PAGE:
For centuries, those who composed music for the church were arguably the major influencers on the development of music in the western world. At other times, the culture of music in vogue was adopted by the church and integrated into worship elements. Church music has generally been based on singing, written for individuals and choirs to express the words of Scripture and the experience of faith as encouraged by the words of Bible, "Speaking to yourselves in psalms and hymns and spiritual songs, singing and making melody in your heart to the Lord." (Ephesians 5:19)

From the early, simple monophonic chants sung by the clergy and monks alone, to the complex polyphony of the Renaissance sung by choirs, to the vibrant congregational singing inspired by the Reformation and the revivals, to the simple singing of the Psalms without instruments in the settlements of the New World, music has continued to lead God's people in personal and corporate worship experiences. This exhibit provides selected examples of church music starting with the plainsong of the Middle Ages on through the development of Gospel hymns and the shape-note tradition of the 19th century.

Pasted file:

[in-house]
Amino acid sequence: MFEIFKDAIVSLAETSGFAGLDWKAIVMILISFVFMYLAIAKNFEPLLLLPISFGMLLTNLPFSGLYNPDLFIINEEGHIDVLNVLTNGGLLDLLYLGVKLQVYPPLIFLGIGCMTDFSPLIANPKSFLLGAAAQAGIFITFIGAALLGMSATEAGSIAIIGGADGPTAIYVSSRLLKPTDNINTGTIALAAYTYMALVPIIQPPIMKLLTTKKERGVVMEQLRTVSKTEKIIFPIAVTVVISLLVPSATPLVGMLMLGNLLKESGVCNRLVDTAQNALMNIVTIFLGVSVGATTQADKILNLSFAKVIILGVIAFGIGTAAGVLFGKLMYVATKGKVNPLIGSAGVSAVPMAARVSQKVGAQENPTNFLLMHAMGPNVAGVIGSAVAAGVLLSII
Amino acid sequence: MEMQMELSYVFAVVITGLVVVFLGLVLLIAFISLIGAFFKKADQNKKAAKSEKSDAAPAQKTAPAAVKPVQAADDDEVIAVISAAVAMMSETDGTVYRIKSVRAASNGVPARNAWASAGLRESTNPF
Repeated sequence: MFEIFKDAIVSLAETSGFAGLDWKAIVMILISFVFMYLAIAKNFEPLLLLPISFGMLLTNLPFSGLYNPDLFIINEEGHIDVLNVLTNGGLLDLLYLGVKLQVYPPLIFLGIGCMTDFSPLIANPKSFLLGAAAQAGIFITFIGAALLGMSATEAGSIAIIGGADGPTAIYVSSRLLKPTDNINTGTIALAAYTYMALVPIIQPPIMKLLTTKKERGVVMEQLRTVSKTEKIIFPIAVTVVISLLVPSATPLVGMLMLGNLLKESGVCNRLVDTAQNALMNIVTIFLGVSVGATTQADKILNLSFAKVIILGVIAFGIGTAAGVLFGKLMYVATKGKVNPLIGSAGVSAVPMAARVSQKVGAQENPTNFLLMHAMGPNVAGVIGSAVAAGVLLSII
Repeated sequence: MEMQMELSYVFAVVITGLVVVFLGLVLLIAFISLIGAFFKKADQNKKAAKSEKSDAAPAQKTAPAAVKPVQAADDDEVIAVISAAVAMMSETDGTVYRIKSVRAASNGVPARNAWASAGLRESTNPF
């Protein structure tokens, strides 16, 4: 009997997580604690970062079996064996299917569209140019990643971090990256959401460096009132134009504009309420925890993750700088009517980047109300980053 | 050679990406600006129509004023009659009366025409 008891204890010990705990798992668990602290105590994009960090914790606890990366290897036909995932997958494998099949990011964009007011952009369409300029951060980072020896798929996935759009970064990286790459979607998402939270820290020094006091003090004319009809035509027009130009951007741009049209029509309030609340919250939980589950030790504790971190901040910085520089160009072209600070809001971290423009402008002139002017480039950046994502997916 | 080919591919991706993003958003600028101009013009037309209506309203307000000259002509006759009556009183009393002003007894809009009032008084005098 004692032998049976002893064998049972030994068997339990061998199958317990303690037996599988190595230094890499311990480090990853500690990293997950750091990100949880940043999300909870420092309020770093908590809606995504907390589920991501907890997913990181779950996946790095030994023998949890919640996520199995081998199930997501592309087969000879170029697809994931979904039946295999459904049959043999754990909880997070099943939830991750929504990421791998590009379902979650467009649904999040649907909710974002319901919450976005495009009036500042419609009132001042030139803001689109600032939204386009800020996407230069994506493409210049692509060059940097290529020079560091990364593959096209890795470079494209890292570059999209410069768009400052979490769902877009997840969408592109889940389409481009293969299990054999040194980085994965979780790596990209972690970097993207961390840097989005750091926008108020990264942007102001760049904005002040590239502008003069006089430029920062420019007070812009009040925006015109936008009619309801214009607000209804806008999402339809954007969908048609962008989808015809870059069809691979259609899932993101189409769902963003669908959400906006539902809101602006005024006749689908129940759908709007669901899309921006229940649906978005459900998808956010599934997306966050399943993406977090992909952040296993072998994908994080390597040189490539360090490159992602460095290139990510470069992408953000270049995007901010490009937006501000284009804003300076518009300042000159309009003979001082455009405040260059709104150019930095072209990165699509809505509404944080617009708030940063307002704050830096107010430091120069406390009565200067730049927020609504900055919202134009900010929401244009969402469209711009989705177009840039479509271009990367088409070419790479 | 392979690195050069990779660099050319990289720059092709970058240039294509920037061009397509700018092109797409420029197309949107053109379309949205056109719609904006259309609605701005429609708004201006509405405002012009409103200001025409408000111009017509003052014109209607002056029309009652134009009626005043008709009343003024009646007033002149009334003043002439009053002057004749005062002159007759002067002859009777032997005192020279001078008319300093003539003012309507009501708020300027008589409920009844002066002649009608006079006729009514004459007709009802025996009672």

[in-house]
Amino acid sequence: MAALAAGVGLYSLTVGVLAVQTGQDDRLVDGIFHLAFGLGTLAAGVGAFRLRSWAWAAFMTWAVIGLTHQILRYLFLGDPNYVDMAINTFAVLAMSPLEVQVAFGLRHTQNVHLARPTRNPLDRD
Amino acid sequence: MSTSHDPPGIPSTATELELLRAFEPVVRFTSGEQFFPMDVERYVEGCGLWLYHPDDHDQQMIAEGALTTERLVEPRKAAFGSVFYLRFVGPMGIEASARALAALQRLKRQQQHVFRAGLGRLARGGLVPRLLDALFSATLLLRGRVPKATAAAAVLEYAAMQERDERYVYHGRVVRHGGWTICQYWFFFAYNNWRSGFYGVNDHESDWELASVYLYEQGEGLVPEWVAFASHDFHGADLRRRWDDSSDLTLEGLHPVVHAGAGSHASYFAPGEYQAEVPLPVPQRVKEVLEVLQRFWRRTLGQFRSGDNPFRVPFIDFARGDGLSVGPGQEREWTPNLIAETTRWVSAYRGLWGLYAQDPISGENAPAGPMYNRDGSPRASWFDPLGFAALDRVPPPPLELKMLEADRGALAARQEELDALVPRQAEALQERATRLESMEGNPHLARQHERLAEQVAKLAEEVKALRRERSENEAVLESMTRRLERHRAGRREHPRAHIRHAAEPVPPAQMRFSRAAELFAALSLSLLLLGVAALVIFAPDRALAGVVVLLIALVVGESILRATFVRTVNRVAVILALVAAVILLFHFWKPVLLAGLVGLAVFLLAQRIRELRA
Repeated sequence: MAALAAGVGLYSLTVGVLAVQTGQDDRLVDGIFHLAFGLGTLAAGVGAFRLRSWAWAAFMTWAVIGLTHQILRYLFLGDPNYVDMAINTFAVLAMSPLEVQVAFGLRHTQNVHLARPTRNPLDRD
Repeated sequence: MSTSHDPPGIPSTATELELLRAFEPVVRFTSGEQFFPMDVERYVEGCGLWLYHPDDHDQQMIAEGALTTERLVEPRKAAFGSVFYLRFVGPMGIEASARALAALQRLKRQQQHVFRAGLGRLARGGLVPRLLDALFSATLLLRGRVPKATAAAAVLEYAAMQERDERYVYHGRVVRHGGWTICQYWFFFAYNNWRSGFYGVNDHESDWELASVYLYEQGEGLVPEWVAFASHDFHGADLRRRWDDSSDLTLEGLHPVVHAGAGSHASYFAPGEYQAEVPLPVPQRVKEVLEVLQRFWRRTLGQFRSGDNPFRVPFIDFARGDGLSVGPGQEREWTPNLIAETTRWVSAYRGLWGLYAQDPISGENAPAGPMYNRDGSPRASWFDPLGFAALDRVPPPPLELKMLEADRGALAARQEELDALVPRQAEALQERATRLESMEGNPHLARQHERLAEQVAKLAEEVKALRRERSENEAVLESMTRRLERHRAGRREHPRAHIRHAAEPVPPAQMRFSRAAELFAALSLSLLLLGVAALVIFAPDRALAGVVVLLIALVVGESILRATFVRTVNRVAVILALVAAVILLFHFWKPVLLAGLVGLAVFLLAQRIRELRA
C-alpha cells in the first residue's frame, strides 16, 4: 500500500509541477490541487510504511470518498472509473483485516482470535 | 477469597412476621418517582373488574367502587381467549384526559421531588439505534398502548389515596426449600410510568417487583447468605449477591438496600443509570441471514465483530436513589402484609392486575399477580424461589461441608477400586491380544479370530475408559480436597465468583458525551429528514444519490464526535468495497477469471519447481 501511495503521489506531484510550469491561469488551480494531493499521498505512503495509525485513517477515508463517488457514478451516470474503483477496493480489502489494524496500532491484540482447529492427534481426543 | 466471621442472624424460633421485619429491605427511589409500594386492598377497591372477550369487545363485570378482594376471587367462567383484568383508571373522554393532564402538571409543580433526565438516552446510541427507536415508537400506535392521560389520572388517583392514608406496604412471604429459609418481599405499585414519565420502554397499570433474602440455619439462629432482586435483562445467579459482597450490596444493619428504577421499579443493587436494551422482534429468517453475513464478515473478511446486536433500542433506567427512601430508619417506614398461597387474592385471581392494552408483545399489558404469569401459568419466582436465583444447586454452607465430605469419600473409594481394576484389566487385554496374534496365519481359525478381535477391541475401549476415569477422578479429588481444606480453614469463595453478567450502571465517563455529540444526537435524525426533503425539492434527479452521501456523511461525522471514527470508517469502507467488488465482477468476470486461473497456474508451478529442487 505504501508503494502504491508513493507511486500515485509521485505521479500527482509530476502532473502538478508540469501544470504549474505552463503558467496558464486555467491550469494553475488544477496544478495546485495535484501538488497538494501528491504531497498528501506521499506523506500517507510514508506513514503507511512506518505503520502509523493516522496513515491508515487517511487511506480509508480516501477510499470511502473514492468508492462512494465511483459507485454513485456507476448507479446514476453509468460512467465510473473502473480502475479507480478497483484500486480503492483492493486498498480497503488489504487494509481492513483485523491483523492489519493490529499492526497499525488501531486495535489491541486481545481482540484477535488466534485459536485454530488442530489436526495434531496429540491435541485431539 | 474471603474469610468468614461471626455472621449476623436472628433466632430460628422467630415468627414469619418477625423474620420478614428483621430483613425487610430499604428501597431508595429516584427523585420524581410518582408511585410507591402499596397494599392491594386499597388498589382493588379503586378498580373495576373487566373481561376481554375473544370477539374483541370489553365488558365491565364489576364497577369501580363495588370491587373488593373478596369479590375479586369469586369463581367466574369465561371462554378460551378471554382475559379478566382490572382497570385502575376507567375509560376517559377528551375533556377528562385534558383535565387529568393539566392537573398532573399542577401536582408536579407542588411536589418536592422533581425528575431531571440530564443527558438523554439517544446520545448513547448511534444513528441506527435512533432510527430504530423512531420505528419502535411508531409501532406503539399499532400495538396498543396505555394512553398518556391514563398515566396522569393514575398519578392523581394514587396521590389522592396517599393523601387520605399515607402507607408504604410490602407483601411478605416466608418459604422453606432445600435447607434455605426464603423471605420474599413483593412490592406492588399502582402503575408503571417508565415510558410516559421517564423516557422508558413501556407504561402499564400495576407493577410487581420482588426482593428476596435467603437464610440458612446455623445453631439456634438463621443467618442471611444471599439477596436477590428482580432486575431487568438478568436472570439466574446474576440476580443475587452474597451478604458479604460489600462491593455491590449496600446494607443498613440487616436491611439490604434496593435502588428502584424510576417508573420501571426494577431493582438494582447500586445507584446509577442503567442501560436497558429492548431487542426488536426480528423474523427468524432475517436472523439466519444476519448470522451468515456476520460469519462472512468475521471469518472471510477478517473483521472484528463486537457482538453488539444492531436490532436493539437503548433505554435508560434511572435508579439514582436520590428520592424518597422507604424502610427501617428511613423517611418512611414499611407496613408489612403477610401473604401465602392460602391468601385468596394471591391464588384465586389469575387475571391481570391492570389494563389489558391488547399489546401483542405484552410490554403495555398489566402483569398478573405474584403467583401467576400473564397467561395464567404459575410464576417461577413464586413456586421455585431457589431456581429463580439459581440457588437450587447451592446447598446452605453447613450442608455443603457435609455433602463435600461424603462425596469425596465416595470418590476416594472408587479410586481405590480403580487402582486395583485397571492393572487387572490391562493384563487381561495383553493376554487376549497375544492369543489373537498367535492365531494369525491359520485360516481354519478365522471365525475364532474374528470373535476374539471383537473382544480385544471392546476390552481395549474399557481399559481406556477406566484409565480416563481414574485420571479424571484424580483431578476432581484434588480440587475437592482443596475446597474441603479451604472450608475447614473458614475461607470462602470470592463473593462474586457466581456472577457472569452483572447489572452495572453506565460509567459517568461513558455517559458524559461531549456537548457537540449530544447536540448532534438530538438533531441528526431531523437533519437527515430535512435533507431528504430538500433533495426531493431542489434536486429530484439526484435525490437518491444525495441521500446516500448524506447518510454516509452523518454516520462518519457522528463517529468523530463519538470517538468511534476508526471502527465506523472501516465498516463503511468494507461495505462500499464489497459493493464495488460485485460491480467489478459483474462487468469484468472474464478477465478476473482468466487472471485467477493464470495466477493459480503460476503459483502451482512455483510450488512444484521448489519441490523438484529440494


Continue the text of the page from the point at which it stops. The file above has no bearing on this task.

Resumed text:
The Biblical Heritage Gallery where these items were exhibited closed in 2019 to make way for the Warren and Betty Wiersbe Library and Reading Room, which opened in the fall of 2019. The items in the on-line exhibit described below are housed in Special Collections at the Centennial Library at Cedarville University and are available for use by the public on request. Follow this link to contact the University Archivist.


Browse the Sing to the Lord a New Song: Early Church Music Exhibit:


Early Polyphony

Martin Luther (1482-1546)

William Byrd (1540-1623)

The Council of Trent (1545-1563)

Metrical Psalters

From Hymns to Gospel Songs